One often wonders what sort of human being is likely to emerge from the racial confusion of centuries of intermarriage. At least I do, since it is my habit to worry most over matters about which I can do nothing.
I recently chanced to meet a Mr. Paul Washington on a railway train. There are not many white Washingtons left so America, and I feared that his first name might be George, since a parental Washington might be excused for yielding to the temptation to name a male child for the childless father of his country. But Mr. Washington explained that his excellent sire, with four sons at his disposal, refused to name any one of them George. This I thought showed rare restraint, and I pursued my genealogical inquiries. Presently I discovered that if this man Washington is not the American of the future, he is a long step in that direction.
Mr. Washington told me that his grandfather of that name was born in England. In return I informed him that all four of my grandparents were born in England; to be more precise, in a single county of England — Wiltshire. Racially, I am a pure bred Wiltshireman. Though born in the United States, I am as Wilts as Stonehenge, more English than Edward VIII, and British enough to be unable, in the pinches, to view the Empire objectively. Not so Mr. Washington. Each of his grandparents came front a different country. One grandfather was born in England, the other in Germany; one grandmother in France, the other in Ireland. What is more, my Washington had a touch of all these races in his manner.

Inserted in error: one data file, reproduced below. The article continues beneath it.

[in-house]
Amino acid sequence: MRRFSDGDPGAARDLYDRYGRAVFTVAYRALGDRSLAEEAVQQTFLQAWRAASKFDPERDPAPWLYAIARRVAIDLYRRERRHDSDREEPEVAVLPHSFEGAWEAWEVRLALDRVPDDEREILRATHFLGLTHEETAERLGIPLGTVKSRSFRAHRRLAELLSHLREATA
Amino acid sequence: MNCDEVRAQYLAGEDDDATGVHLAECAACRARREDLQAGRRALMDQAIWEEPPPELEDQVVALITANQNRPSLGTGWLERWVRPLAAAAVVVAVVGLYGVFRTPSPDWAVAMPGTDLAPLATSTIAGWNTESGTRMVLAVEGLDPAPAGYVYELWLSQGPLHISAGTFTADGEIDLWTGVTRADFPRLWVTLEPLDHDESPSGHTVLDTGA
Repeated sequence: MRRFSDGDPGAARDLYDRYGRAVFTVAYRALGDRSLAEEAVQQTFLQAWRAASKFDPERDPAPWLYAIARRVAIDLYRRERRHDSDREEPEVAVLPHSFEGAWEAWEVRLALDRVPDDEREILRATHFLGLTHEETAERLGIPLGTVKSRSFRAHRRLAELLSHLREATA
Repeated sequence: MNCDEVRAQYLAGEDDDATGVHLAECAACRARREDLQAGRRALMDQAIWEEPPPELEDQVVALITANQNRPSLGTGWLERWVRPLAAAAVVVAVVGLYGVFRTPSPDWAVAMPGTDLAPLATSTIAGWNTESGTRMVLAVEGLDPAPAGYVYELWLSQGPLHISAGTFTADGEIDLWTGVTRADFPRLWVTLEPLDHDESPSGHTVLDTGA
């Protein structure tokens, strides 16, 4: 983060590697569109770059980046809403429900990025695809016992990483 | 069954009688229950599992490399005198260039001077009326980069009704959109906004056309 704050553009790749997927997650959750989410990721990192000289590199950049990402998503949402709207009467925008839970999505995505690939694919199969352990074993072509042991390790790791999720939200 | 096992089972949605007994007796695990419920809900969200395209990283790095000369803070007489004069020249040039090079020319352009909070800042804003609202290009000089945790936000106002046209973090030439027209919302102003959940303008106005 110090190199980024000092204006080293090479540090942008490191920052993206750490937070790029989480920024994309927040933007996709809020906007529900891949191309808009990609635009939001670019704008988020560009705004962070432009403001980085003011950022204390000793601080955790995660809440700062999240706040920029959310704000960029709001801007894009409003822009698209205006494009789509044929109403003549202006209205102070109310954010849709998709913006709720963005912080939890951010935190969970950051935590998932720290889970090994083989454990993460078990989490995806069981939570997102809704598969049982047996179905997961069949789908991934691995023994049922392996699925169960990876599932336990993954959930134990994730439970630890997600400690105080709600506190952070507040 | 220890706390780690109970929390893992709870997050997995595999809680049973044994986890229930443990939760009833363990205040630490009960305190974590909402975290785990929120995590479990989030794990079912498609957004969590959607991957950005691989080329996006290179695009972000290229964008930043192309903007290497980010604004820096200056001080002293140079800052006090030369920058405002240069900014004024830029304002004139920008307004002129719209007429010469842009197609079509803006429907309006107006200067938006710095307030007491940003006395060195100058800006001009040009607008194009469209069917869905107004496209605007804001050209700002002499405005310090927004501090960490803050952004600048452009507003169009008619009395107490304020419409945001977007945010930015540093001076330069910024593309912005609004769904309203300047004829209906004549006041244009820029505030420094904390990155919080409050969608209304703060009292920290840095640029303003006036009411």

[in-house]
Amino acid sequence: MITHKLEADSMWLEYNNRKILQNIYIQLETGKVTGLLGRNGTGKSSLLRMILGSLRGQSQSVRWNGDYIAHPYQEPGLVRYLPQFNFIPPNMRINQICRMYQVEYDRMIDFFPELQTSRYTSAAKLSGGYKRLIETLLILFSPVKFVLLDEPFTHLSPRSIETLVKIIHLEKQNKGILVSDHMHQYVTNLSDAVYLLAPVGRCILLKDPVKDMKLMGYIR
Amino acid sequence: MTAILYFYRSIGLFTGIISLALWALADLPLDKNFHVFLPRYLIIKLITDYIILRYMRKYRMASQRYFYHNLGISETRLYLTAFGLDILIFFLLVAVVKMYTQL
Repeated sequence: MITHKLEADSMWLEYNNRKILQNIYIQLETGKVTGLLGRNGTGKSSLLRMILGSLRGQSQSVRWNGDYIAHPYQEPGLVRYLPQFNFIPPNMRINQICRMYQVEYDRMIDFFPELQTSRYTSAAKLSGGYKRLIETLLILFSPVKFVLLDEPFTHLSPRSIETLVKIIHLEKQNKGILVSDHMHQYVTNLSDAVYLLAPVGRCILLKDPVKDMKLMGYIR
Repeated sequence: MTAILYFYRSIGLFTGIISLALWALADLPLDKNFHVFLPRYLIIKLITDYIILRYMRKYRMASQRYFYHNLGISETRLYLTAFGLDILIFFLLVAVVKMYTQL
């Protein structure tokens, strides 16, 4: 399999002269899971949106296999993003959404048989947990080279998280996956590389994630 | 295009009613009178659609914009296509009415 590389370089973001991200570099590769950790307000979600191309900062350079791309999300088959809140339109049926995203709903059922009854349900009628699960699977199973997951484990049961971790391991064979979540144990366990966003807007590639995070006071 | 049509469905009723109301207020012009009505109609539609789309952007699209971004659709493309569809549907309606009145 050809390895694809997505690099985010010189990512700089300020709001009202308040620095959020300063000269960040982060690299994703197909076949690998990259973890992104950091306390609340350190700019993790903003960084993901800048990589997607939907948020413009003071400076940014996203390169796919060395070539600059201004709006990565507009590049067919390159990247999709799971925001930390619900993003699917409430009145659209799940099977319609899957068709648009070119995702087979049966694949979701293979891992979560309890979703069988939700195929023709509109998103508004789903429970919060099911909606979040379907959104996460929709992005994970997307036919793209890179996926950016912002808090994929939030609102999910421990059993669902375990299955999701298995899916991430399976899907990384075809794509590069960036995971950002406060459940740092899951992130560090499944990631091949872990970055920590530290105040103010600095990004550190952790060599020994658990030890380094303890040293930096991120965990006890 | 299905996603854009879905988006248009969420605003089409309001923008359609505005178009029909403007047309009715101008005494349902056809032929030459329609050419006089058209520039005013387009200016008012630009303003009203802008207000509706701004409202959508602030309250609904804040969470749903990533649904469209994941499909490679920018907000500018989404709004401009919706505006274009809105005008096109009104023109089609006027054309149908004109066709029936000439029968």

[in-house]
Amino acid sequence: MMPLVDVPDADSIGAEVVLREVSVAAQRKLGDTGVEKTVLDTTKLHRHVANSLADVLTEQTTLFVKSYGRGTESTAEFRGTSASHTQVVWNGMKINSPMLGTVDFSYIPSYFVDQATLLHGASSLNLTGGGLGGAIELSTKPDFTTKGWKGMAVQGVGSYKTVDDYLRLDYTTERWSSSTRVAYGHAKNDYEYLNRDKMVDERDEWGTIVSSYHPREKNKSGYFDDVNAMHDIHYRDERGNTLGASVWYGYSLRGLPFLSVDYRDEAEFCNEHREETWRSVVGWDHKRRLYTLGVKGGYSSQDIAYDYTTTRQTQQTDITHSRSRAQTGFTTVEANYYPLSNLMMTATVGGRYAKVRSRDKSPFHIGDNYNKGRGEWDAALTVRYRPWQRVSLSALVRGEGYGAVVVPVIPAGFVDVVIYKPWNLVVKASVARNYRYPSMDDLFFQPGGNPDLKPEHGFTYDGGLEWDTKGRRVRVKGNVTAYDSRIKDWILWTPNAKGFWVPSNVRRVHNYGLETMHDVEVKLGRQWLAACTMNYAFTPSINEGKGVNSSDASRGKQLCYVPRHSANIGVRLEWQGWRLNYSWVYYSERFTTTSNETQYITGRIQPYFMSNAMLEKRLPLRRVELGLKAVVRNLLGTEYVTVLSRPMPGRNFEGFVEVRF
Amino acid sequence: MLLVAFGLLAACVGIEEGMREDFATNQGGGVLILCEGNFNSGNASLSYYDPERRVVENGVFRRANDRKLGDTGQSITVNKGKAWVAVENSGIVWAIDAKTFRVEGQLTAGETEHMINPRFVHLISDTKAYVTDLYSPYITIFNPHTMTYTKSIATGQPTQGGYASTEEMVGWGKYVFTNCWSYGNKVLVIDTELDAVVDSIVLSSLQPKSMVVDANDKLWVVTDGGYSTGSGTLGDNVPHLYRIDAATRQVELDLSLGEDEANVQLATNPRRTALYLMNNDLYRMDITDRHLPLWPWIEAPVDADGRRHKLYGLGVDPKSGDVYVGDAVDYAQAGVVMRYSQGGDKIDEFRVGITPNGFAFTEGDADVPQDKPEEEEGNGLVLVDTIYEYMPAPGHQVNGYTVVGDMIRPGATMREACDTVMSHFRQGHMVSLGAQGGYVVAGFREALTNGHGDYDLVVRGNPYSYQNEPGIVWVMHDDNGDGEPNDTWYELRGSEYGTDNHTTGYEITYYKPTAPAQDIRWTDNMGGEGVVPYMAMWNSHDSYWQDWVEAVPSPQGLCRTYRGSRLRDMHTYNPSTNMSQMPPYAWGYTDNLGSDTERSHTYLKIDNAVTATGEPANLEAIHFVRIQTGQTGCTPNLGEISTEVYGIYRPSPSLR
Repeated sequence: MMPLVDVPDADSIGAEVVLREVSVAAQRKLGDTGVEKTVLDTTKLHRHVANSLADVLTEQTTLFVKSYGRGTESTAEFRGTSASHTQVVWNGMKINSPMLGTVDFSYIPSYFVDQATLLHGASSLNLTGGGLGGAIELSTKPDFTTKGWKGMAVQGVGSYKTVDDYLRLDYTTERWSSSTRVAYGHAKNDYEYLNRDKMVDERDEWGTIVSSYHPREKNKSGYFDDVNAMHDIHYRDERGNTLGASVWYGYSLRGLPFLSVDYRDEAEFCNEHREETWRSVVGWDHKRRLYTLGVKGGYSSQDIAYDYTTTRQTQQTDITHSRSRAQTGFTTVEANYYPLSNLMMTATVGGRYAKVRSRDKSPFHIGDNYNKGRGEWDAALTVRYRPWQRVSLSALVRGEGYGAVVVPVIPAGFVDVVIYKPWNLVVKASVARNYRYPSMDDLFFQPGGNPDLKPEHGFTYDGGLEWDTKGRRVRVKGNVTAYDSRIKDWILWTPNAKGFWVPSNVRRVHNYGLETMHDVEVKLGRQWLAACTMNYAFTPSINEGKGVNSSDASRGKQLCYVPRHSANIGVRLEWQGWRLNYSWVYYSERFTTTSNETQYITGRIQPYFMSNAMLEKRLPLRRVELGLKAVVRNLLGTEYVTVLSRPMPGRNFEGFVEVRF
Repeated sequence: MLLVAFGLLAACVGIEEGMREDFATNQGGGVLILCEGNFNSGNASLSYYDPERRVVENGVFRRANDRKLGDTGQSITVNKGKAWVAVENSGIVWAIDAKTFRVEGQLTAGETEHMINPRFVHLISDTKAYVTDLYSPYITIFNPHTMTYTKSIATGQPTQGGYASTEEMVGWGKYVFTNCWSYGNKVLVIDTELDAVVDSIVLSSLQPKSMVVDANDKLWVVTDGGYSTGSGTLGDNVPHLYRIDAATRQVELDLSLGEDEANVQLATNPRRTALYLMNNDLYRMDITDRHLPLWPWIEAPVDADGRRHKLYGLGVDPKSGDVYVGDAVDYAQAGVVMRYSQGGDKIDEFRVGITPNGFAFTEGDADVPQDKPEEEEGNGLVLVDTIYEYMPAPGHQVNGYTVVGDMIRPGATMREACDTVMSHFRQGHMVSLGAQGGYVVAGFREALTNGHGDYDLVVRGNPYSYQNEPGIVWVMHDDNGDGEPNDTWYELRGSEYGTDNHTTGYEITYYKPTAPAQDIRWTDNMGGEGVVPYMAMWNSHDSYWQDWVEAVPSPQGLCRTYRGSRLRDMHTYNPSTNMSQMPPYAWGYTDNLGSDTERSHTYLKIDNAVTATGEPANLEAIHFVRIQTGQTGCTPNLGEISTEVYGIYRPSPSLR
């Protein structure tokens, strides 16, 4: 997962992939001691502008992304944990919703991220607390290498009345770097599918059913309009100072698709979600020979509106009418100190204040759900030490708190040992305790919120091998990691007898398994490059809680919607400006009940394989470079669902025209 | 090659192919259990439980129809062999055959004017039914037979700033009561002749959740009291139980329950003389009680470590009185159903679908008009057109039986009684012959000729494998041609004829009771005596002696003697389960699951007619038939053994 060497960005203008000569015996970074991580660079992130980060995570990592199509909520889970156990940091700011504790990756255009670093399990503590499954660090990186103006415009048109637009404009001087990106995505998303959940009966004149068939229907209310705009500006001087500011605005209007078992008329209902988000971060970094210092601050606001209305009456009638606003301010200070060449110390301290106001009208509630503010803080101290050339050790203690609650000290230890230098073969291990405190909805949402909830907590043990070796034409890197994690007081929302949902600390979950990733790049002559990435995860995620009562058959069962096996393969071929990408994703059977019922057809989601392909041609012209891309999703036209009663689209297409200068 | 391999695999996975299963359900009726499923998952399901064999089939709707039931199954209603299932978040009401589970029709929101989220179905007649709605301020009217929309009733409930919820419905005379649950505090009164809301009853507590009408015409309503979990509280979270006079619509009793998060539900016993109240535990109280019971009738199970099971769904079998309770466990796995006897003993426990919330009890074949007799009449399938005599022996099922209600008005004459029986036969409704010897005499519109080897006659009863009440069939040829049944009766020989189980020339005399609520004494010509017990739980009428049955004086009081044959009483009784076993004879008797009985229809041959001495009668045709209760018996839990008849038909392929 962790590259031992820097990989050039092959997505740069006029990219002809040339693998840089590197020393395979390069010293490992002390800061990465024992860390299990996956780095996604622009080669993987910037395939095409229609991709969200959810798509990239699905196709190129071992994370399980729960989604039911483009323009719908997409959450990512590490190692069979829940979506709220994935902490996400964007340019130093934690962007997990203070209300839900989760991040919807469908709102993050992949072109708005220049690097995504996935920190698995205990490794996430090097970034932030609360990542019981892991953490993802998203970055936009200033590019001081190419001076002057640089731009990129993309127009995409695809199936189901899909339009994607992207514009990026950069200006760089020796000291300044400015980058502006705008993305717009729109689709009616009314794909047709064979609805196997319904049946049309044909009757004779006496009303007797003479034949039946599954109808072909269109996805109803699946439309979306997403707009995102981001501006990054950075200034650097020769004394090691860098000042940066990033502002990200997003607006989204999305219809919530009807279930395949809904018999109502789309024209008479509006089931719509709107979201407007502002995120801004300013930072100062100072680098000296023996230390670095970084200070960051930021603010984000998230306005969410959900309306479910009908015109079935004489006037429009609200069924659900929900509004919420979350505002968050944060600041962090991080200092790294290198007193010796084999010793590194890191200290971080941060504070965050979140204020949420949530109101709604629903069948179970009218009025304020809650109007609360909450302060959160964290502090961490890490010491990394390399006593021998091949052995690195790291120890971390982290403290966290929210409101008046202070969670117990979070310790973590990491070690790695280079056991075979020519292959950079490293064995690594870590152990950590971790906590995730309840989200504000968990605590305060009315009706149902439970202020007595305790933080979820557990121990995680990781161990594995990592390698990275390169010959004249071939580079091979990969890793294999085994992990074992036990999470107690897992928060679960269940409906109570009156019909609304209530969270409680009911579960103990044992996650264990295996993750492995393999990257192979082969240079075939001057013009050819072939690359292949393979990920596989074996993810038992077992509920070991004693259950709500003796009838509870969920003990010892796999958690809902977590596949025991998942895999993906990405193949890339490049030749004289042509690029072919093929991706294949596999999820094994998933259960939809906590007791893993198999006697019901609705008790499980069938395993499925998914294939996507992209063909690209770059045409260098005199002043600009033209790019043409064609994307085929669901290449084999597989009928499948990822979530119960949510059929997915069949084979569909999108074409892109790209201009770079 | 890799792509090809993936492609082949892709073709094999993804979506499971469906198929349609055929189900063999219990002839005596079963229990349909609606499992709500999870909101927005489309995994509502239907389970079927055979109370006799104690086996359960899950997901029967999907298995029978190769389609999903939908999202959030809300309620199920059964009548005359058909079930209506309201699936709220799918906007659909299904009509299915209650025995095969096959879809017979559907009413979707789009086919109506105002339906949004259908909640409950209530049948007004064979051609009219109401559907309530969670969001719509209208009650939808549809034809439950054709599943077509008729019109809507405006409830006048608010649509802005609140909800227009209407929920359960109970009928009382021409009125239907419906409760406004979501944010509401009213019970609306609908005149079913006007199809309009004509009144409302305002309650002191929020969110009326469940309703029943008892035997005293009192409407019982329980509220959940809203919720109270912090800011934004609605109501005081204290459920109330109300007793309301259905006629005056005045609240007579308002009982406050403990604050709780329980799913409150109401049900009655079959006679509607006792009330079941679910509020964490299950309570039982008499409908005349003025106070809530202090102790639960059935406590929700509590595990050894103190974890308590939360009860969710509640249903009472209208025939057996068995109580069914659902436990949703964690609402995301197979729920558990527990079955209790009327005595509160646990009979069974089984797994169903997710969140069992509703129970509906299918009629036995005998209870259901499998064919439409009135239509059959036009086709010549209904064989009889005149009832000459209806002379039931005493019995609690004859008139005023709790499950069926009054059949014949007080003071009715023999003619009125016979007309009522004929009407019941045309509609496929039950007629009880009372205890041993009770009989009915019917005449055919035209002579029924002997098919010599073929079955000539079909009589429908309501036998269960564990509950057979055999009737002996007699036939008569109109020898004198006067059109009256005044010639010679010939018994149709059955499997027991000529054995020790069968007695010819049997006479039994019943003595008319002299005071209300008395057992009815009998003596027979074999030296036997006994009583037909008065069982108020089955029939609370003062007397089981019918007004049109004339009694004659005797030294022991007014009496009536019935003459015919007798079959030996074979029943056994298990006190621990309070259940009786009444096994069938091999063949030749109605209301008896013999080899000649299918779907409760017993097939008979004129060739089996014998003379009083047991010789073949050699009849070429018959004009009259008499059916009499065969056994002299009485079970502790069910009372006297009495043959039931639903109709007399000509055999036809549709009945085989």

Like the French, his hands were full of gestures — neat, friendly, illuminating little gestures which accented his every speech. He spoke quickly with little change of tense, in the English way, but with the lively, lifting features and darting glances of the Irish. Yet there ran through all his talk a strong thread of German precision. Talking of his studies at the Wharton School in Philadelphia, he was careful to give its full title — Wharton School of Finance and Commerce — and in mentioning a brother employed by Westinghouse he was equally precise — Westinghouse Electric and Manufacturing Company. Here, I thought, is a man in whom one racial trait holds another racial trait within bounds, so that he can be at the same moment quick yet precise, voluble yet modest. You felt he could talk yen into insuring against the next Ice Age.